Prevention of Money Laundering Act (PMLA)


    In Context

    • There are many criticisms surrounding the Prevention of Money Laundering Act (PMLA). 
      • Recently, the Supreme Court also upheld the core amendments made to the Act in 2002.

    Overall scenario

    • Money laundering has become a matter of international concern and India has undertaken several international commitments in this regard. 
    • The PMLA was introduced in 2002, ostensibly to tackle the problem of money laundering. 
      • It has been subject to several amendments. 
    • Over 240 petitions were filed against the amendments in which the challengers claimed to violate personal liberty, procedures of law and the constitutional mandate.
    • The Supreme Court’s verdict upholds all the controversial provisions of the Prevention of Money Laundering Act (PMLA) that falls short of judicial standards of reviewing legislative action.

    Criticisms of the PMLA

    • Power to Enforcement Directorate (ED):
      • The Act gives the government and the Enforcement Directorate (ED) virtually unbridled powers of summons, arrest, and raids.
      • Despite having powers of investigation, the ED has not been classified as a ‘police agency.
      • Besides, there is a lack of clarity about the ED’s selection of cases to investigate.
    • Bails & the burden of proof:
      • It makes bail nearly impossible while shifting the burden of proof of innocence onto the accused rather than the prosecution.
      • The Court made it clear that the State has a compelling interest in imposing stringent bail conditions for economic offences.
    • Definition of crime:
      • The definition of crime under this Act is criticised for being almost infinitely elastic. 
      • According to critics, the authority has immense latitude to define what counts as the relevant crime.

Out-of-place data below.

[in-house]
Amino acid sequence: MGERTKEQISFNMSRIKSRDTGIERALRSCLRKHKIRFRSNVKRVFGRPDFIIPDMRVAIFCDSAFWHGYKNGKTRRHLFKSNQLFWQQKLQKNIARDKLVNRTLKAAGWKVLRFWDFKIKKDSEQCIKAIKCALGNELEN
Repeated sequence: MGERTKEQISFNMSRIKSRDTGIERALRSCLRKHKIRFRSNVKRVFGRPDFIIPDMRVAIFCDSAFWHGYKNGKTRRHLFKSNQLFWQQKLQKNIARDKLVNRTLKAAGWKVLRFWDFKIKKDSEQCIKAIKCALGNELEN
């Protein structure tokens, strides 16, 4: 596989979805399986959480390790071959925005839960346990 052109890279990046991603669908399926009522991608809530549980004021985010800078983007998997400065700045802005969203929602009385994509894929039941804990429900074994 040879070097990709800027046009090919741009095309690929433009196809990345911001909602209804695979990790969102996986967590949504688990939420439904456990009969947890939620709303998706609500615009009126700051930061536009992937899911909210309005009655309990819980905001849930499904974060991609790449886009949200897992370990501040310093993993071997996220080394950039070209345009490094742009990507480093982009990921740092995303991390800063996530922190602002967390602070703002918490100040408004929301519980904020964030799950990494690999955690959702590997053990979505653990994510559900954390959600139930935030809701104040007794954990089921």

• Process of trials & conviction:
      • Whoever underwent the trials claim that the process in itself is the punishment, where your assets can be seized, till the proceedings are complete.
      • The conviction rate under this law is very low, less than five per cent.
    • Attachment of properties:
      • In theory, the law provides safeguards against attaching properties, but those safeguards are weak and do not allow for even reasonable exceptions that might be necessary for your dignity or continuing with your business or livelihood. 
    • Enactment as a Money Bill:
      • While enacting the law, the subterfuge of a Money Bill was used. So, it is alleged that the parliamentary procedure under which the law was enacted was itself proper.

    About Prevention of Money Laundering Act (PMLA) 2002 

    • About:
      • It was enacted in January 2003 and the Act along with the Rules framed thereunder has come into force with effect from 1st July 2005. 
      • The Parliament enacted the PMLA as a result of international commitment to sternly deal with the menace of money laundering of proceeds of a crime having transnational consequences and on the financial systems of the countries.
    • Objectives:
      • The PML Act seeks to combat money laundering in India and has three main objectives:
        • To prevent and control money laundering
        • To confiscate and seize the property obtained from the laundered money; 
        • To deal with any other issue connected with money laundering in India.
      • The Act also proposes punishment under section 4.
    • Provisions:
      • Definition of money laundering:
        • Sec. 3 of PMLA defines the offence of money laundering as whosoever directly or indirectly attempts to indulge or knowingly assists or knowingly is a party or is actually involved in any process or activity connected with the proceeds of crime and projecting it as untainted property shall be guilty of the offence of money-laundering. 
      • Prescribes obligation: